I had no clue how I was going to build my story. With my first book, I had developed a detailed story outline and created character profiles with full back stories. That was definitely the right strategy for a first novel. But because I was so busy with my survivor jobs (frantic executive assistant by day and slightly more chilled yoga instructor by night and weekends), I didn’t have the creative space to fashion the same kind of global plan I had forged for the first book. Instead, for Theft Between the Rains, I decided to use the write-as-you-go method and front-end it with a plethora of research which included two summers of going on the Toronto Green Community’s Lost Rivers walking tours.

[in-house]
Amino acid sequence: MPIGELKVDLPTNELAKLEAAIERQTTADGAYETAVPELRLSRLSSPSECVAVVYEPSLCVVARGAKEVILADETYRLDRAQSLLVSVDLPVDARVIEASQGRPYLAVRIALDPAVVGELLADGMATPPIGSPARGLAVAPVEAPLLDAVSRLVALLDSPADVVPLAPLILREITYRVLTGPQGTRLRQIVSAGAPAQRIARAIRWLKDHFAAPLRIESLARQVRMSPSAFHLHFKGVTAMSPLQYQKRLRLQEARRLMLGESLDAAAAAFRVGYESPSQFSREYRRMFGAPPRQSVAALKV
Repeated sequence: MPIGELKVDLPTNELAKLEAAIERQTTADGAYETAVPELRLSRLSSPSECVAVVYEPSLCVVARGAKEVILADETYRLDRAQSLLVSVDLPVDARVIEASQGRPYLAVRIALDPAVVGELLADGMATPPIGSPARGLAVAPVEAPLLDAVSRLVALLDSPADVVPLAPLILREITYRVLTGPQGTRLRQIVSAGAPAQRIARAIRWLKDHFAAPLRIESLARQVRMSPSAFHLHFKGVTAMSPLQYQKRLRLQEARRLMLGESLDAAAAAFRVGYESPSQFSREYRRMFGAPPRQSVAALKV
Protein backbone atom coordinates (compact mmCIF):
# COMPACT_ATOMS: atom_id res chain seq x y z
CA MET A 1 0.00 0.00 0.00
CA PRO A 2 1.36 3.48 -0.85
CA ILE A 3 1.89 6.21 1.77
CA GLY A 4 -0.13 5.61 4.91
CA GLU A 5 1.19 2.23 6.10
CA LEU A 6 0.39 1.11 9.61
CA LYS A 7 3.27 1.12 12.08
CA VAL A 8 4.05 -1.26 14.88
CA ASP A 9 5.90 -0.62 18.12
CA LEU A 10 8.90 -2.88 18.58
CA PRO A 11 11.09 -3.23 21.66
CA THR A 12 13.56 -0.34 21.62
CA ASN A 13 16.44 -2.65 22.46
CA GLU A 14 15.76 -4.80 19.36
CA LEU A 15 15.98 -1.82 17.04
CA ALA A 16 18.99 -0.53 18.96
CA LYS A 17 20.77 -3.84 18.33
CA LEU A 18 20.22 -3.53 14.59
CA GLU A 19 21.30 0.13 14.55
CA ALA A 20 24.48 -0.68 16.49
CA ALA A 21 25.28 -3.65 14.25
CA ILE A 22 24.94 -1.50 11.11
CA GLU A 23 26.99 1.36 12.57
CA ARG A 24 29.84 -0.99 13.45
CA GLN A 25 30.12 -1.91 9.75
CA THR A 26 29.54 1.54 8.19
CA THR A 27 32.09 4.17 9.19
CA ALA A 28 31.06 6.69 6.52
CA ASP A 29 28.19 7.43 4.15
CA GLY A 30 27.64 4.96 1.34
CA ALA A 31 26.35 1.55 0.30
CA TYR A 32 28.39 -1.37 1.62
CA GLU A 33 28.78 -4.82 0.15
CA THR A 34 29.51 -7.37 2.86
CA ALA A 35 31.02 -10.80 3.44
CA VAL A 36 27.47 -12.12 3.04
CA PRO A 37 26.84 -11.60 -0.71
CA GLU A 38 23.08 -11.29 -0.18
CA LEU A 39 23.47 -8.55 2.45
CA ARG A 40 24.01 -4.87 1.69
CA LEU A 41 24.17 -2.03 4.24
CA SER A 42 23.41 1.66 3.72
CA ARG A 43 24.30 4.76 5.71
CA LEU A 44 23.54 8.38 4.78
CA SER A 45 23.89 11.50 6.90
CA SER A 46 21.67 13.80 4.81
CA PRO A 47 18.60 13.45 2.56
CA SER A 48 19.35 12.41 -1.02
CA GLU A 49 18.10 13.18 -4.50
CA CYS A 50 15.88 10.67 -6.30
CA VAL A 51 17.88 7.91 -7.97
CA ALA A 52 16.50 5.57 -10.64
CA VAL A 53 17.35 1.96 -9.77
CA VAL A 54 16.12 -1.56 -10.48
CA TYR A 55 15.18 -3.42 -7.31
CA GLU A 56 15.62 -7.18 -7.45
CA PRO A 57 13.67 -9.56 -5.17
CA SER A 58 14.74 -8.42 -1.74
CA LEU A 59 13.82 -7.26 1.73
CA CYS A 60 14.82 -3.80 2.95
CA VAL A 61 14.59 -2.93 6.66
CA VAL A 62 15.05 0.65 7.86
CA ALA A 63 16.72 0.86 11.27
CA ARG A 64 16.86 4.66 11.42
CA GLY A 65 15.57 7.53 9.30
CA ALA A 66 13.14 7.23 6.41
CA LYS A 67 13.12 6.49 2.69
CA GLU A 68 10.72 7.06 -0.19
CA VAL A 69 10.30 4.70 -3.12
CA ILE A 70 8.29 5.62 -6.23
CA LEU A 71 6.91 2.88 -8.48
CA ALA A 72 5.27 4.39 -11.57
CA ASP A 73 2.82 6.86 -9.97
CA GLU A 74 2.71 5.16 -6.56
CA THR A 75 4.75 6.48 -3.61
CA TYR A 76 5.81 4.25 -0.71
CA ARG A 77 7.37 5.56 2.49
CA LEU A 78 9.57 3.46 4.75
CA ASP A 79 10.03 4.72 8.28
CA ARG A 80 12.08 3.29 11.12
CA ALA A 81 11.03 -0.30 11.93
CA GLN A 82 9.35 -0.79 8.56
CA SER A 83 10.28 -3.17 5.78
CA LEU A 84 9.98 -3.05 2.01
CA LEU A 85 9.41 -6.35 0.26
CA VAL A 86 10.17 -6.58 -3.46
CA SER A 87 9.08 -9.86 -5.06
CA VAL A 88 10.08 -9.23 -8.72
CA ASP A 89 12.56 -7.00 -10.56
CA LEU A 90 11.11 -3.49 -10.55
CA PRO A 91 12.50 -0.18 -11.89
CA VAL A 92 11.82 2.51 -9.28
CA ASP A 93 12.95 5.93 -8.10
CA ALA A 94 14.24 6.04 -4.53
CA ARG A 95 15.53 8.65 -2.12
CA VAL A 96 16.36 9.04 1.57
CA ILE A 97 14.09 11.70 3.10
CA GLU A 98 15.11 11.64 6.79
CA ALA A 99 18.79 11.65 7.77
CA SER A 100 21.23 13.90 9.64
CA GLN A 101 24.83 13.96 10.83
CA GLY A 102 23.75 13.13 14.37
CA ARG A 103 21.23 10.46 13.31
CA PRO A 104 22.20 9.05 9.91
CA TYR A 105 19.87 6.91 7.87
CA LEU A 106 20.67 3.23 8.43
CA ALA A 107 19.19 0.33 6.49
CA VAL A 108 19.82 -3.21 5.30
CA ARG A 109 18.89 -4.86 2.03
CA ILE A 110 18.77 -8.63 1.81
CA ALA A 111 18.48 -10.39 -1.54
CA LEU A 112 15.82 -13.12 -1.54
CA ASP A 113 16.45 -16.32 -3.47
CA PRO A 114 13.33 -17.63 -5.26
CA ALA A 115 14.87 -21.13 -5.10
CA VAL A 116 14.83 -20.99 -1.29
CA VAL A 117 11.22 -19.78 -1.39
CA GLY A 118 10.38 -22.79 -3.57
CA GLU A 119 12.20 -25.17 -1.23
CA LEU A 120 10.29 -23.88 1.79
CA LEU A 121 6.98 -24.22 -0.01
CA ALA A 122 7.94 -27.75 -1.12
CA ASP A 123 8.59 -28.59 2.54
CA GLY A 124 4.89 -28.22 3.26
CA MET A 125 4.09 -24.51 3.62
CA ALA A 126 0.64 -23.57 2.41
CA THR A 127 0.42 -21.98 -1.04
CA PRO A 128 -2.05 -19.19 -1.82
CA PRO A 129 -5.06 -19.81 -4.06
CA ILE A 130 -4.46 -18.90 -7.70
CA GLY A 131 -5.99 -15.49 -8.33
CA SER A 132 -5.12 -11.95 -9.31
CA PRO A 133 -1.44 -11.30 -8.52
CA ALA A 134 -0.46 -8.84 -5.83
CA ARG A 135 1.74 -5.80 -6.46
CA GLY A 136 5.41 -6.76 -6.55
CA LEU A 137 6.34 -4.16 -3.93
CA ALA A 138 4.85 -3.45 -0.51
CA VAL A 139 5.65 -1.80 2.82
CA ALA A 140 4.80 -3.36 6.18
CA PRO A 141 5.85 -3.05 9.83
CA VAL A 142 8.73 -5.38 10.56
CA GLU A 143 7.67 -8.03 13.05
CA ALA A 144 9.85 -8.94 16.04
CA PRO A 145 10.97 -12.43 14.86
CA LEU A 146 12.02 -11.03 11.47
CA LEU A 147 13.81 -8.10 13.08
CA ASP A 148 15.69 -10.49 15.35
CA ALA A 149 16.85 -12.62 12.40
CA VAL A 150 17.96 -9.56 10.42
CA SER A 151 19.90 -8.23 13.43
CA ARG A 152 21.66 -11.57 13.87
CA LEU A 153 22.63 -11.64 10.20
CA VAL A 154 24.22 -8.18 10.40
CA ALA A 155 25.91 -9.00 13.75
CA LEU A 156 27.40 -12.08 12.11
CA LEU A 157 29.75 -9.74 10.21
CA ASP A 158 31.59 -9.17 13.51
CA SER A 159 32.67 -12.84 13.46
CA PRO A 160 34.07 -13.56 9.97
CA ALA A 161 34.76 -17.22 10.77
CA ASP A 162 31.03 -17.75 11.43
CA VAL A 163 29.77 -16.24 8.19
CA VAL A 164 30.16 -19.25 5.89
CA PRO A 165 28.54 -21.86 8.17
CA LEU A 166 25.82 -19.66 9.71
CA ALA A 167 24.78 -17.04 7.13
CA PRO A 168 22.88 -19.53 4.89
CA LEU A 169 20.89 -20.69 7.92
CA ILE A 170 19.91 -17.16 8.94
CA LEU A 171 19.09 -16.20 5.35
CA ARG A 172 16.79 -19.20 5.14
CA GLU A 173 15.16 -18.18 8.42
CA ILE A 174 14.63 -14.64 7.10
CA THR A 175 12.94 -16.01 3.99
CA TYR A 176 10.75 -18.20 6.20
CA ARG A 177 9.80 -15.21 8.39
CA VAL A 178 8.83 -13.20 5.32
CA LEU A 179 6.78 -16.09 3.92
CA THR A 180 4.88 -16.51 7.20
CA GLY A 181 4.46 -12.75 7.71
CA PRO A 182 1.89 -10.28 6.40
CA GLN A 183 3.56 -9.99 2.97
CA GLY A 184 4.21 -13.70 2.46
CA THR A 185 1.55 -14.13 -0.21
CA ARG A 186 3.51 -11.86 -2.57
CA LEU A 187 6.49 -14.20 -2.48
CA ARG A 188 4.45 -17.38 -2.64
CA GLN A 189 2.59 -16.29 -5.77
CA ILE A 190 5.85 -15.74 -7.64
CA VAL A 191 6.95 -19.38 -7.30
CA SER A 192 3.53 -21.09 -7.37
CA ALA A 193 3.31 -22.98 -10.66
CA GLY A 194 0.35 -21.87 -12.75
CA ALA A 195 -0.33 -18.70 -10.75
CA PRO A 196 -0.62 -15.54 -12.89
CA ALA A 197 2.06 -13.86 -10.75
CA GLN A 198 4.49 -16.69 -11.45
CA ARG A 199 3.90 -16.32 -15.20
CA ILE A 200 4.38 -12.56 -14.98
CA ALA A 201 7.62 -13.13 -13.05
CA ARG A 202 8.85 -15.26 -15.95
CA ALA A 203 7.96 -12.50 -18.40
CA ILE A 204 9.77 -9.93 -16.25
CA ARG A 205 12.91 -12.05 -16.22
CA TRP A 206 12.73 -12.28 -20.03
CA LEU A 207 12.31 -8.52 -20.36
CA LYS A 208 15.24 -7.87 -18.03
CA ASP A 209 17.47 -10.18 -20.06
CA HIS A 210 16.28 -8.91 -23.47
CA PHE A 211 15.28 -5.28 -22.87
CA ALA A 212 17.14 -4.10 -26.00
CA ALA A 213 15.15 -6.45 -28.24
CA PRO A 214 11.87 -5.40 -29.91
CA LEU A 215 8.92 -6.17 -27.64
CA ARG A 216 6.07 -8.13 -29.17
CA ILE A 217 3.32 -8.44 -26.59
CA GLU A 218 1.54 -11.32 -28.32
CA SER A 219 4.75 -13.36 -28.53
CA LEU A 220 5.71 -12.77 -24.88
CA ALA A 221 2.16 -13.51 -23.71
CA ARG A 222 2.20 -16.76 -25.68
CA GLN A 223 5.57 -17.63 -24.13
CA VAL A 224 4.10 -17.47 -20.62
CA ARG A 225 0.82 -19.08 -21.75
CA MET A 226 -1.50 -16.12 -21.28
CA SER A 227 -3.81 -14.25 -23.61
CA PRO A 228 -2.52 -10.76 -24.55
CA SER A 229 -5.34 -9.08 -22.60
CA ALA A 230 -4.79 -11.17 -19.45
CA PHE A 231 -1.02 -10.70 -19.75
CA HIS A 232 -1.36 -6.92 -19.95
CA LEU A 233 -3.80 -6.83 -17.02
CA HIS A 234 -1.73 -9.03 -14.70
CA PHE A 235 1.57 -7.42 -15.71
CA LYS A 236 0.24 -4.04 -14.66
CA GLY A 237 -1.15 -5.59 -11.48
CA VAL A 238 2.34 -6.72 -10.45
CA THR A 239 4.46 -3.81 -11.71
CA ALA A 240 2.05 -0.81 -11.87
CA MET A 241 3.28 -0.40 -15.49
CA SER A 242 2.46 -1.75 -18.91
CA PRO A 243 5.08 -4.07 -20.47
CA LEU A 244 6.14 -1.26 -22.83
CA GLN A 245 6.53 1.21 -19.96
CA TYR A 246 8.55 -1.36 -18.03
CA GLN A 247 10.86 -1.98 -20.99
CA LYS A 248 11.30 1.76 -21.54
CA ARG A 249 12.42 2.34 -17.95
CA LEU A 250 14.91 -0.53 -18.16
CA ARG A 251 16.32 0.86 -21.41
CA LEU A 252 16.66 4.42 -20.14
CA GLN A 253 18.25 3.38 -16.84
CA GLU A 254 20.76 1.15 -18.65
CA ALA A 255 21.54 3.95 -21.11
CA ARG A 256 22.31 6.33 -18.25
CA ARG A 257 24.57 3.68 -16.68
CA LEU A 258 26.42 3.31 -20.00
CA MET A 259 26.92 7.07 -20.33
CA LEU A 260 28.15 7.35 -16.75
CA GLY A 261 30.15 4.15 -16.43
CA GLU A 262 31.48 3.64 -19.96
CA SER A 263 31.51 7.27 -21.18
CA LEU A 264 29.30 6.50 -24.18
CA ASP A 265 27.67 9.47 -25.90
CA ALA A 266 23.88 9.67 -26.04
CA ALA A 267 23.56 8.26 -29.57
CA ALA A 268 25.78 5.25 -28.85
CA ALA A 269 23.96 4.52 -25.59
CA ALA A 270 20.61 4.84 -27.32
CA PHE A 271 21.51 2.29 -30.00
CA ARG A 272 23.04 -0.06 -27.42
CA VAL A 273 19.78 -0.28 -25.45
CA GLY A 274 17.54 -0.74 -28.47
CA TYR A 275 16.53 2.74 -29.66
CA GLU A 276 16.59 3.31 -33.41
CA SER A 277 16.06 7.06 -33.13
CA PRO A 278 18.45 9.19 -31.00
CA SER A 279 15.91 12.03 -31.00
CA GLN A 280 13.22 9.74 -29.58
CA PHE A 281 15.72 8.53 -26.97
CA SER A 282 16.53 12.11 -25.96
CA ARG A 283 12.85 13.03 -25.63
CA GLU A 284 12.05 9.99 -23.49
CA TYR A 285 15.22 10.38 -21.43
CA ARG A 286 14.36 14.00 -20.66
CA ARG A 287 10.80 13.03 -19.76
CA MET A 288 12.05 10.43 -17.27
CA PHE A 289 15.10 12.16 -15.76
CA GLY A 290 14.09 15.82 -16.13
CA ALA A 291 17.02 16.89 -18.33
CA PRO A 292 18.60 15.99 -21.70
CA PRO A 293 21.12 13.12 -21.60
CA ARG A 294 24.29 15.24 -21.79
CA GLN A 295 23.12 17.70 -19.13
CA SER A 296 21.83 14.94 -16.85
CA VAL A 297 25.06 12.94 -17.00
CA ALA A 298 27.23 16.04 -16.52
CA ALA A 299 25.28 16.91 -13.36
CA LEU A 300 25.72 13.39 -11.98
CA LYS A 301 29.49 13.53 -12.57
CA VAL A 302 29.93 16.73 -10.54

In the meantime, I became intrigued with another documentary film, The Rape of Europa, which examines the struggle to recover and return art stolen during WWII. It was a subject matter that’s always fascinated me, especially after some comments my mother had made about some of her experiences during the Second World War. As a result, I came up with a new spin on these lost works – what if instead of locating such art and returning it to the owners, the works just start showing up on Kalena Boyko’s doorstep? I now had something I could run with to shape my tale – one chapter at a time – and I was excited to present people to drainers (intrepid groups of subterranean explorers) through a new character introduced in Theft Between the Rains, the endlessly fascinating Benny.